Black Women in the Work Environment: Underappreciated and Underrepresented

By: Sam Ross

Edited by: Cynthia Stringer

Claudine Gay’s decision to step down as president of Harvard University has garnered significant attention in the media. Indeed, the reasons behind her seemingly spontaneous resignation are rather interesting. Claudine, while speaking at a congressional hearing before the US House of Representatives Education and Labor Committee, was unable to say whether threats for Jewish genocide on campus would violate the conduct of Harvard. Many individuals were unimpressed by this for obvious reasons, prompting them to check into her career more. Their examination revealed that certain sentences found in her dissertations and public articles were taken word for word from other authors, without citations or credit given. However, the public’s reaction to Gay’s antisemitism and alleged plagiarism has been questionable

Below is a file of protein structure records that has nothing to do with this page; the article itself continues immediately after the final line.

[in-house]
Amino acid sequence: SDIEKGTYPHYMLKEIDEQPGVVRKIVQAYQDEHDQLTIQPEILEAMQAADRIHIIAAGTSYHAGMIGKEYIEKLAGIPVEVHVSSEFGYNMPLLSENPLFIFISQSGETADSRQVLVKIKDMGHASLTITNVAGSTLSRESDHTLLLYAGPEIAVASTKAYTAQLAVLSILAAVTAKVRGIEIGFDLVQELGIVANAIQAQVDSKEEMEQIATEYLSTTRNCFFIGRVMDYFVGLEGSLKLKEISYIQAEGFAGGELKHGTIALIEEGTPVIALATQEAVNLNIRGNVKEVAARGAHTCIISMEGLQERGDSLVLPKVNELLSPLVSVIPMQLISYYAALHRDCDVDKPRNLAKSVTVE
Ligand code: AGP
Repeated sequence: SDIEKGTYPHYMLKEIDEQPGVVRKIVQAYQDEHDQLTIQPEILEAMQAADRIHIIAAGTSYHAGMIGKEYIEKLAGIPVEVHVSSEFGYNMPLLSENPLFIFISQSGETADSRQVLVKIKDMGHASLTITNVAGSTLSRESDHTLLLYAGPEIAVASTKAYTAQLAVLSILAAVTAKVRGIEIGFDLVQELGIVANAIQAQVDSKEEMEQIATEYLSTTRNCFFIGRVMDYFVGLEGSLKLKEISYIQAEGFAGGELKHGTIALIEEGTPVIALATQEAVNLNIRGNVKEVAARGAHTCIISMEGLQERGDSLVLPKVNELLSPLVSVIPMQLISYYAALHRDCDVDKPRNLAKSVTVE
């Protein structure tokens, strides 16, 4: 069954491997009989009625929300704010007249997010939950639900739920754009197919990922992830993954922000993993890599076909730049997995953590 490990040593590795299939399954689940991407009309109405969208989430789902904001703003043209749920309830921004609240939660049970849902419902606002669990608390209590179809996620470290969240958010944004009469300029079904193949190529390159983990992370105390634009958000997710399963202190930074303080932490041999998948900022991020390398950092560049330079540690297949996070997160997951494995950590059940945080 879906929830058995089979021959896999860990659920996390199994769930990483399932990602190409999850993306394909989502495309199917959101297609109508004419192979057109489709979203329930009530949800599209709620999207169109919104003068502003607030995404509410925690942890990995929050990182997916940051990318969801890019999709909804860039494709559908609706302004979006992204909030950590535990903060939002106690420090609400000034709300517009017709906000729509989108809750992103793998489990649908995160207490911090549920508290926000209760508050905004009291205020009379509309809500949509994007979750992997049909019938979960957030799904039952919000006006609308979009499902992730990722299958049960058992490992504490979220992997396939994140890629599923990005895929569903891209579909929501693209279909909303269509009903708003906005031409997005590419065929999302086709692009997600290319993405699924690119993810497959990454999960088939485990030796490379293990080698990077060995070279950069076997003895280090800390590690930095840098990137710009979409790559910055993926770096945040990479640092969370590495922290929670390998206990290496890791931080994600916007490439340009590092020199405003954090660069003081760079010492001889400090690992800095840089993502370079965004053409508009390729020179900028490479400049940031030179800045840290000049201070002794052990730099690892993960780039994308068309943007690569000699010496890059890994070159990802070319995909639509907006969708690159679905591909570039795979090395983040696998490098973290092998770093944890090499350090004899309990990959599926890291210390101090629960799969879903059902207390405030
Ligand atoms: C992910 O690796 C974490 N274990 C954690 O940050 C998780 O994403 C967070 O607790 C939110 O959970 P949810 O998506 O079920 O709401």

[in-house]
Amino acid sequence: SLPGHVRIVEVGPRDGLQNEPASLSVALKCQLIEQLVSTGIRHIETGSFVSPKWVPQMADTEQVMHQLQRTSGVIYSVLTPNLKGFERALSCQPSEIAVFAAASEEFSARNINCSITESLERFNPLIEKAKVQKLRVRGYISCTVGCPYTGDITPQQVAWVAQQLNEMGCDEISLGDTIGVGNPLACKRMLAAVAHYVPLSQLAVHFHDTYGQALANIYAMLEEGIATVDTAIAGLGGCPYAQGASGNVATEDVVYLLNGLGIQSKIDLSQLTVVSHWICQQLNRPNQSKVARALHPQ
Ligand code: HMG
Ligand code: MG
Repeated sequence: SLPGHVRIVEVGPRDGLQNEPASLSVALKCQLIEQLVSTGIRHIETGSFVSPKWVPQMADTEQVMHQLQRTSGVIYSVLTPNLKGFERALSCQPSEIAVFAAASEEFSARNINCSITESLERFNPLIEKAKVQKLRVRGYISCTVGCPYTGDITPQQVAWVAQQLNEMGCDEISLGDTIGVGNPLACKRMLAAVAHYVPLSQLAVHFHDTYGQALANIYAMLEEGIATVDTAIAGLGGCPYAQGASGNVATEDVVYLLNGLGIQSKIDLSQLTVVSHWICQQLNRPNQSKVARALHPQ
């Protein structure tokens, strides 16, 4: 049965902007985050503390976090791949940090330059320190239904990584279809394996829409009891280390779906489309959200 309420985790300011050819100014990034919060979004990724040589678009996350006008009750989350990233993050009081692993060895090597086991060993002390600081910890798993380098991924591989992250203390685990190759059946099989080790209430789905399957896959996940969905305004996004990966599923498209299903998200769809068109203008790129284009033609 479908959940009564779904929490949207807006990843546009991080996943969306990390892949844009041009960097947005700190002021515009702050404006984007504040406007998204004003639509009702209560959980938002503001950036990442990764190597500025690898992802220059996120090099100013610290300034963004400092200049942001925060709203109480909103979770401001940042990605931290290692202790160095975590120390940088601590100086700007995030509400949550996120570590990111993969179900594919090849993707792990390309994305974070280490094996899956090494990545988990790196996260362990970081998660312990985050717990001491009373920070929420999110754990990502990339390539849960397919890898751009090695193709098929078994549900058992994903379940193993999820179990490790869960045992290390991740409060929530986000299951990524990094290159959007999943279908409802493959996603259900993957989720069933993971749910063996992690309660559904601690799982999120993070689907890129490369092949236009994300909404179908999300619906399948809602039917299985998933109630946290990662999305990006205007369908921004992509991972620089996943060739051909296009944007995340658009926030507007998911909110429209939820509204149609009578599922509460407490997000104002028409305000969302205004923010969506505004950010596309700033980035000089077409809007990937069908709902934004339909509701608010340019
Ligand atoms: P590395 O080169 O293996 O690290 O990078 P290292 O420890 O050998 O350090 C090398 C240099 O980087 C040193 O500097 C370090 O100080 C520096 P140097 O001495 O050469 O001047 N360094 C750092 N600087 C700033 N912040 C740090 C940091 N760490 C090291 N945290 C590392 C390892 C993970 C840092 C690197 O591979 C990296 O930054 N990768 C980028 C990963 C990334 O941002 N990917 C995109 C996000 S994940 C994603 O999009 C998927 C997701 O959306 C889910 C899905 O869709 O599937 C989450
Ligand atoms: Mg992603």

While watching a video reporting the events involving the former University President, I noticed a slew of hurtful words in the comment section. These comments had very little to do with Gay’s wrongdoings, and they instead drew focus to the fact that Gay is Black. “She was a diversity hire and subsequent diversity failure. Expect more DEI failure soon,” a commenter wrote. DEI, which stands for diversity, equity, and inclusion, is a mindset adopted by many workplaces throughout their hiring processes. Its purpose is to ensure working environments are balanced and inclusive–to increase hiring of qualified candidates from diverse backgrounds Narratives resembling the aforementioned comment unfairly discredit DEI and incorrectly draw parallels between it and Gay’s wrongdoings. These claims are not only untrue, but they are incredibly harmful. 

While the allegations about Gay’s academic integrity, in addition to her antisemitic remarks, are highly unethical and raise serious concerns, there is no evidence that she was hired because she is Black. Referring to Gay’s skin colour harms not just her, but also hard working Black women whose success is often undervalued due to assumptions about policies like DEI. Discounting their achievements is simply not fair, especially when given the systemic barriers they face every step of the way.